We suggest a reorientation in social and political responses to environmental doom that, rather than dismissing spiritual or magical understandings of grief, loss, and crisis, make space for renewed visceral and visionary insight that engages in acts of resistance against earth-destroying systems and practices. We argue that a magical or mystical response to environmental crises engages productively with non-secular, spiritual questions without the need for religious literalism that so often reinscribes fatalist escapism (e.g., “it’s god’s plan”) and justifies ecological inaction or reactionary politics. A spiritual sensibility, which is responsive to the mystical impulse in many religious and spiritual traditions and practices, exists as a potentially rich storehouse of imaginatively powerful responses to environmental crises.
Spiritual responses to ecological concerns are about cultivating within ourselves and our communities a sensibility that privileges those visceral qualities of care, emotion, imagination, and intuition. These modes of relating to the world around us are part of the daily realities of many people. A spiritual sensibility offers a heightened sensitivity to our relationships with the more-than-human world and the types of ethical and practical responsibilities these entanglements entail. We become what the political theorist William Connolly calls a “seer,” those enduring figures of Greek drama, folktales, animist cosmologies, literature, and film, who cultivate an ability to see future possibilities (opportunities and threats) that encourage responsible responses in the present. In these “forking moments” where an unfolding situation could go either way, the seer seeks to nudge things in the right direction.
Photo by: Julie Gemuend
The seer’s insight-foresight relies on the ability to disengage, however imperfectly, from the everyday. Especially important are attempts to disengage from the systems that benefit from our relentless, earth-destroying, capitalist productivity. And, in the space created between us and these systems, to retreat, at least temporarily, to that shadowy, solitary, internal space where magical thinking swirls. This kind of space fosters a heightened awareness of the world in all of its wonders. This active passivity of retreat shares similarities with what John Keats calls “negative capability,” which is understood as non-doing as a way of doing. In other words, the mind enters a state of mystery and uncertainty, open and receptive to the impulses of our enchanted world, like “a submarine, silent on the ocean’s bed, aware of the depth charges, now near and now far” (Didion, 27).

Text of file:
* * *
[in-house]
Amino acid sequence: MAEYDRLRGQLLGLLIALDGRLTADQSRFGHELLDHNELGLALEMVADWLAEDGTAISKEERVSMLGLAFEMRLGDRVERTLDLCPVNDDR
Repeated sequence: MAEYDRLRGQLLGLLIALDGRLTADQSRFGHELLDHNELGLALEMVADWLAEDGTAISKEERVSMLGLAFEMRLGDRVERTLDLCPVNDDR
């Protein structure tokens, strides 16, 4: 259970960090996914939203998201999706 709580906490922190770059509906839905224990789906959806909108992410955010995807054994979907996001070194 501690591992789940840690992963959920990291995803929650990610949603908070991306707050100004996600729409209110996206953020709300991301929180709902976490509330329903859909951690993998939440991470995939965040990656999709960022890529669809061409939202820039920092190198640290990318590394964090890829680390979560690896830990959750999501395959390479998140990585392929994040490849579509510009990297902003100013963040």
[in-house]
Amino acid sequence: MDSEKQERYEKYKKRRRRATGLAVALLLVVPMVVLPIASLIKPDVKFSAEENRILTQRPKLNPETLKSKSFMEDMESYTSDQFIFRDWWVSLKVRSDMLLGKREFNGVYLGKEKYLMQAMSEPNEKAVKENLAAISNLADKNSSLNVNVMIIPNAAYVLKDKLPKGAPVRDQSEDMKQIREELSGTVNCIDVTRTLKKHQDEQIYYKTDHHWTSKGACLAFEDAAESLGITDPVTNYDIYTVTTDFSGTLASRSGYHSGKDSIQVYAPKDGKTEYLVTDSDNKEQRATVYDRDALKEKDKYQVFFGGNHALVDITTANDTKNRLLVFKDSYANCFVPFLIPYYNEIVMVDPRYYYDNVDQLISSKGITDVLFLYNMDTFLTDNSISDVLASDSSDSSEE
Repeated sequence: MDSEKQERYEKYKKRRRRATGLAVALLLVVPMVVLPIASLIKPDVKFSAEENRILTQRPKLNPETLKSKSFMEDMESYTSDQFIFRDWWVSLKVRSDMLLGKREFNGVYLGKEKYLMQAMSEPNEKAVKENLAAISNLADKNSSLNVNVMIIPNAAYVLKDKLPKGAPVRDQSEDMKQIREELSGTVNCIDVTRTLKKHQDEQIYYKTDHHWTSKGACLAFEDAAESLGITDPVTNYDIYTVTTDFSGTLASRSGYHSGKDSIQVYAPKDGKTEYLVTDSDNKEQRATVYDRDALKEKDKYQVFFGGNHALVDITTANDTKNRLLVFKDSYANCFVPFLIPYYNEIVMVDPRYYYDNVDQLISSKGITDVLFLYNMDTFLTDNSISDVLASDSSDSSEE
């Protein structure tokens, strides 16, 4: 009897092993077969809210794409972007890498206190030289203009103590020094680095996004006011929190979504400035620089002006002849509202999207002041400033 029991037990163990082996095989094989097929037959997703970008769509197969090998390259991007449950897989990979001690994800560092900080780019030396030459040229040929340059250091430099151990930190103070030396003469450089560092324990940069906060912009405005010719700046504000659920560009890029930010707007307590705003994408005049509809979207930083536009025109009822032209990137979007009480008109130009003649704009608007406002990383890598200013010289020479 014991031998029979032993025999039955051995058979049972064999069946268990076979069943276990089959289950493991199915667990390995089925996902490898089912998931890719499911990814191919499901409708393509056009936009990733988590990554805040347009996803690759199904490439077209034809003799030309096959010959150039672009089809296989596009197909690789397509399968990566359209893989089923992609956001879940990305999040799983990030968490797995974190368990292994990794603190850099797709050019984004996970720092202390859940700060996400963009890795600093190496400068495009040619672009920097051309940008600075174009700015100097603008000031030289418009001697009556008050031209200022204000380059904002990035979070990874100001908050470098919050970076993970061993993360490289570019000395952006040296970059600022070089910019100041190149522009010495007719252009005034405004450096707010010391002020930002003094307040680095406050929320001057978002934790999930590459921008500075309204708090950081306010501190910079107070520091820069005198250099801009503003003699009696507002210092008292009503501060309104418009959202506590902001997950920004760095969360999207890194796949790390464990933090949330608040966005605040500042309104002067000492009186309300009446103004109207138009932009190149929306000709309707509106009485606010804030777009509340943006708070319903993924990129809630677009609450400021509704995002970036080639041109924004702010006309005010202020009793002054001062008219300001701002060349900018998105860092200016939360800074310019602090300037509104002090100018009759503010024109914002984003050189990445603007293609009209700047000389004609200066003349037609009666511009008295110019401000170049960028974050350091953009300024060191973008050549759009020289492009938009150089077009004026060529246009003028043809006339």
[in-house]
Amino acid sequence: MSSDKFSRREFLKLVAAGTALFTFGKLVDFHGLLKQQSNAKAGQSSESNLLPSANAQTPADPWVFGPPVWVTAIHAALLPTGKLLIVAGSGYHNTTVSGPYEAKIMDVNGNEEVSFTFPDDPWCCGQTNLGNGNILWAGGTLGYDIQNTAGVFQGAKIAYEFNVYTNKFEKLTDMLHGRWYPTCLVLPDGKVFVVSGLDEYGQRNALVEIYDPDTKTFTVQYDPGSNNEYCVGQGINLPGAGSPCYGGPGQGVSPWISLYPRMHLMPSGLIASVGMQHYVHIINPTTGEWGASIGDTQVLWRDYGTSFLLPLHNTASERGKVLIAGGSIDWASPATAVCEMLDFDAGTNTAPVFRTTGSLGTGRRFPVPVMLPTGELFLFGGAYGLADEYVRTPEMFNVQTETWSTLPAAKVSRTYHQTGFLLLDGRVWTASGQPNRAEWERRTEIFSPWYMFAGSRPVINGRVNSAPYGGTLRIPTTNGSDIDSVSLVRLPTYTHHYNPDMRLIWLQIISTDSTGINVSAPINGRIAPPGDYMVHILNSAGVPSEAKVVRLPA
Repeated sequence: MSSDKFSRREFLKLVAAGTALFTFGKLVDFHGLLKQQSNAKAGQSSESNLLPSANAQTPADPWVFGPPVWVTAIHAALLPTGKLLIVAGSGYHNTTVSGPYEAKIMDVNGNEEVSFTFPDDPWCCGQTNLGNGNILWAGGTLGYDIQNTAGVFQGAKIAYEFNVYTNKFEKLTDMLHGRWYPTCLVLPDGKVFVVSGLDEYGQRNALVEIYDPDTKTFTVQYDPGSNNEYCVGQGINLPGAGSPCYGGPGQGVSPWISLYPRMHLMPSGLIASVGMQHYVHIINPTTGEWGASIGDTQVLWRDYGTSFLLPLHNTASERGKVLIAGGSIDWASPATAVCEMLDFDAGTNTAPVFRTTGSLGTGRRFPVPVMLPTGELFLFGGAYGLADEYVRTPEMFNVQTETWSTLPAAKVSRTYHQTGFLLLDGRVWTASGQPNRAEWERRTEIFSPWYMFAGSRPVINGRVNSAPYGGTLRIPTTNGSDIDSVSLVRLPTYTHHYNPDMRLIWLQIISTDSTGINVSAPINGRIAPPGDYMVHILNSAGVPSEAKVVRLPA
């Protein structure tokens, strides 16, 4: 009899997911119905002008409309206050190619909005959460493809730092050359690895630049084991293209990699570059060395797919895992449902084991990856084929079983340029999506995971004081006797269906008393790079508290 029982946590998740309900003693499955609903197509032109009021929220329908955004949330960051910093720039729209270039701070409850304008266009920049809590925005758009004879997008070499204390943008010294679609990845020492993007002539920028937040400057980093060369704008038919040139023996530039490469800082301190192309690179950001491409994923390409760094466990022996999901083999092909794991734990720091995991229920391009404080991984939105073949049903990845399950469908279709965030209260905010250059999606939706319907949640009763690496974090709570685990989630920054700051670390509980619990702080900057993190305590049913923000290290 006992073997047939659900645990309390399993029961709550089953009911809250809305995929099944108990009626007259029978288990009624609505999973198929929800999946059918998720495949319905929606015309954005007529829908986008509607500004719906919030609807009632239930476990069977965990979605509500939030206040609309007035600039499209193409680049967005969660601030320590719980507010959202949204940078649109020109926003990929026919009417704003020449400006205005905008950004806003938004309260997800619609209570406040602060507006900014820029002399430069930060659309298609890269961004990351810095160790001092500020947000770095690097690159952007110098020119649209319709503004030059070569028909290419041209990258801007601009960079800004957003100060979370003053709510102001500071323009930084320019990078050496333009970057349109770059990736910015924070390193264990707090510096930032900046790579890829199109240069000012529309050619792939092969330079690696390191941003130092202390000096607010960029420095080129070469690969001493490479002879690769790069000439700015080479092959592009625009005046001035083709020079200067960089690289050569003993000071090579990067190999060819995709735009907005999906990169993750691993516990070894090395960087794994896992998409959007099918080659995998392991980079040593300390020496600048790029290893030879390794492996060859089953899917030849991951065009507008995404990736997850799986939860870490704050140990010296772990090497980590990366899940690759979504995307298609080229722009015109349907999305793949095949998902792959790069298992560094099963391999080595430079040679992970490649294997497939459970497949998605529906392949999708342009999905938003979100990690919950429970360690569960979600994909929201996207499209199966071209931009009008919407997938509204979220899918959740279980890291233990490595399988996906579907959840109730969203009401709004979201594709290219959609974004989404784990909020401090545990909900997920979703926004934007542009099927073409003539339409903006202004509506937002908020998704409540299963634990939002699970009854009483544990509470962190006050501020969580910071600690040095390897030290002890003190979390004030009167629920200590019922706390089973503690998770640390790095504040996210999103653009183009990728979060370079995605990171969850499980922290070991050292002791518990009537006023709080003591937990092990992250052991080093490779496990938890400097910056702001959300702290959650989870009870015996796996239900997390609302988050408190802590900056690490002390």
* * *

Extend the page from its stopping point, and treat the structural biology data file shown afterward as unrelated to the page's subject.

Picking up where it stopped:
Connolly describes this temporary withdrawal as a form of “dwelling.” Like Keats’ “negative capability,” dwelling is a practice of mindful slowing down and retreat, often accomplished through spiritual practices such as meditation, ritual, or time spent with nature and animals. Connolly argues that one can more clearly see the visceral forces that animate social and political issues by slowing down or temporarily retreating. Dwelling can highlight unseen connections or operations at play in issues that might have seemed paralyzing or intractable before. Practices such as ritual, meditation, nature walks, prayer, and celebration are tools we can use to make better sense of the current ecological crises and figure out how best to respond.
Dwelling is an enduring practice that takes many shapes and goes by many names. For example, dwelling can take the form of erotic, embodied “corporeal communing,” like that undertaken by the Latina artist Laura Aguilar in her photographic series “Grounded.” “Grounded” is a series of photographs of Aguilar’s body alongside rocks and land formations in the American Southwest. In these images, Aguilar enters the “nonhuman fold” to showcase the potential for a type of mystical alliance that forms when one pays closer attention to the resemblances — to the connections between humans and nature (Luciano and Chen 184). The human-nonhuman relationships expressed in Aguilar’s images offer the viewer a blueprint from which they might draw their own approach to becoming mystical. This type of transformation often requires a change in how we perceive ourselves and others, in order to better attend to the ethical contours of these human-environmental relationships.